Robert F. Smith—the billionaire who pledged during a commencement speech last year to pay off the student debt of the Morehouse College class of 2019—is launching a new initiative to help ease the burden of student loans at historically Black colleges and universities (HBCUs).
The Student Freedom Initiative, a nonprofit, is aimed at addressing the disproportionate loan burden on Black students and creating more choices for students whose career options or further educational opportunities might be limited by heavy student debt.
“You think about these students graduating and then plowing so much of their wealth opportunity into supporting this student debt, that’s a travesty in and of itself,” Smith, chairman and CEO of Vista Equity Partners, said Tuesday during a TIME100 Talks discussion with Editor-in-Chief Edward Felsenthal.
Full article @ Time
KOLUMN Magazine – Context
Historically Black Colleges and Universities
Historically black colleges and universities (HBCUs) are institutions of higher education in the United States that were established before the Civil Rights Act of 1964 with the intention of primarily serving the African-American community. Most of these institutions were founded in the years after the American Civil War and are concentrated in the Southern United States. During the period of segregation in the United States prior to the Civil Rights Act, the overwhelming majority of higher education institutions were predominantly white and completely disqualified or limited African-American enrollment. For a century after the end of slavery in the United States in 1865, most colleges and universities in the Southern United States prohibited all African Americans from attending, while institutions in other parts of the country regularly employed quotas to limit admissions of blacks.
There are 101 HBCUs in the United States, including both public and private institutions (down from the 121 institutions that existed during the 1930s). Of these remaining HBCU institutions in the United States, 27 offer doctoral programs, 52 offer master’s programs, 83 offer bachelor’s degree programs, and 38 offer associate degrees.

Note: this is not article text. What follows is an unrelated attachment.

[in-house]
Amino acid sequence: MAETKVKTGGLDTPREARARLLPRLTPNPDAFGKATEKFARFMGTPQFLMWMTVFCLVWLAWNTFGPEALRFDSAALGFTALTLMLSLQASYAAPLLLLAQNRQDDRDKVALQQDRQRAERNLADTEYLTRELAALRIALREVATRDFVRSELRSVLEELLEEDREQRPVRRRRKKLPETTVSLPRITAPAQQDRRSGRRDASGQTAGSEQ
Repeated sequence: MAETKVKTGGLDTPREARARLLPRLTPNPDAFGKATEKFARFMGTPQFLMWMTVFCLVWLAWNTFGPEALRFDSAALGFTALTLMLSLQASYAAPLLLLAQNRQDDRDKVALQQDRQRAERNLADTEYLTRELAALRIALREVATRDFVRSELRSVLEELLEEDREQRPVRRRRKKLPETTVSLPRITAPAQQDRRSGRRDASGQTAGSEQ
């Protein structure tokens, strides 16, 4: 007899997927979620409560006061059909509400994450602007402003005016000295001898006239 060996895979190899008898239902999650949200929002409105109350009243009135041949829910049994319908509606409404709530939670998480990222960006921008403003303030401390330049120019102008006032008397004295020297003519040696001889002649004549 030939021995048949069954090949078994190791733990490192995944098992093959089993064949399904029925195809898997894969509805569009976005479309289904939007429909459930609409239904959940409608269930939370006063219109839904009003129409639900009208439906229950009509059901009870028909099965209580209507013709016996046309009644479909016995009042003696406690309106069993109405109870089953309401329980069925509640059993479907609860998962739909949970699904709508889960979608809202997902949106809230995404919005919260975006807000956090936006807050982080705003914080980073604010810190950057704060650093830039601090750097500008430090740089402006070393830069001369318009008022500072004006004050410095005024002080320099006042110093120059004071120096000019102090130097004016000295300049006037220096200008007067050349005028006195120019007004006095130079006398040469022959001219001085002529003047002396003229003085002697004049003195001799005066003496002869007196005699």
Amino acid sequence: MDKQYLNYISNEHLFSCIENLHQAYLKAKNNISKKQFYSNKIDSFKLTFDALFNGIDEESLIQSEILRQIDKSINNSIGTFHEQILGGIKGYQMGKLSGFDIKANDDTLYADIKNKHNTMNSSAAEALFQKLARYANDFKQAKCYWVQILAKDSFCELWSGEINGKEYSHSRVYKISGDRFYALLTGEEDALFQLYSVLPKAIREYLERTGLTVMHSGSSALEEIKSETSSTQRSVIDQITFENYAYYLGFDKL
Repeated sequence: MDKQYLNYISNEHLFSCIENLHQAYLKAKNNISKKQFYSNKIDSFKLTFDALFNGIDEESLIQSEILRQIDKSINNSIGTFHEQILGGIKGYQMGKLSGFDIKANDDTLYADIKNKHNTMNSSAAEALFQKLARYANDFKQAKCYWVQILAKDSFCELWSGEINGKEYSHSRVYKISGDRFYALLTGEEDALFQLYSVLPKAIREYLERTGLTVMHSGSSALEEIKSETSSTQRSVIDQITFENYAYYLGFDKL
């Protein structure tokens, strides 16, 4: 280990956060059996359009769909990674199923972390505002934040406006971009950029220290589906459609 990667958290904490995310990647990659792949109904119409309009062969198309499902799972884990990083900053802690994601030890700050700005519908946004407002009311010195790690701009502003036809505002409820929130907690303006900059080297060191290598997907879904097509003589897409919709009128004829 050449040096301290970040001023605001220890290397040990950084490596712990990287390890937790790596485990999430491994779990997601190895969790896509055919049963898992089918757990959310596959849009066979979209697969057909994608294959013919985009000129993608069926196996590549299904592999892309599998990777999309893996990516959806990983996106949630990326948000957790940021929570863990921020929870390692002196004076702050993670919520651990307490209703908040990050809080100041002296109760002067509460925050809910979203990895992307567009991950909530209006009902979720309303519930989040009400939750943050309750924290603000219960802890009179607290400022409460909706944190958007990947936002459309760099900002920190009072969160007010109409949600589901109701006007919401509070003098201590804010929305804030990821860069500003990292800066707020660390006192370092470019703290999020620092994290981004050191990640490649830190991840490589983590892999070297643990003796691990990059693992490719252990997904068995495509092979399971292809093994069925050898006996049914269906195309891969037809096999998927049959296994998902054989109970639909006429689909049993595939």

In 2015, the share of black students attending HBCUs had dropped to 8.5% of the total number of black students enrolled in degree-granting institutions nationwide. This figure is a decline from the 13% of black students that enrolled in an HBCU in the year 2000 and the 17% that enrolled in 1980. This is a result of desegregation, rising incomes and increased access to financial aid, which has created more college options for black students. Deese Clock Tower at North Carolina A&T State University is the largest HBCU in the nation.
The percentages of bachelor’s and master’s degrees awarded to black students by HBCUs has decreased over time. HBCUs awarded 35% of the bachelor’s degrees and 21% of the master’s degrees earned by blacks in 1976–77, compared with the 14% and 6% respectively of bachelor’s and master’s degrees earned by blacks in 2014–15. Additionally, the percentage of black doctoral degree recipients who received their degrees from HBCUs was lower in 2014–15 (12%) than in 1976–77 (14%).
The number of total students enrolled at an HBCU rose by 32% between 1976 and 2015, from 223,000 to 293,000. In comparison, total enrollment in degree-granting institutions nationwide increased by 81%, from 11 million to 20 million, during the same period.
Although HBCUs were originally founded to educate black students, their diversity has increased over time. In 2015, students who were either white, Hispanic, Asian or Pacific Islander, or Native American made up 22% of total enrollment at HBCUs, compared with 15% in 1976.
In 2007, the Thurgood Marshall College Fund published a study of minority recruiting practices by Fortune 400 companies and by government agencies that found that 13% of minority college graduates were recruited from HBCUs while 87% of minority college students were recruited from non-HBCU institutions.
Historically Black Colleges and Universities. (2020). Retrieved June 24, 2020, from Wikipedia.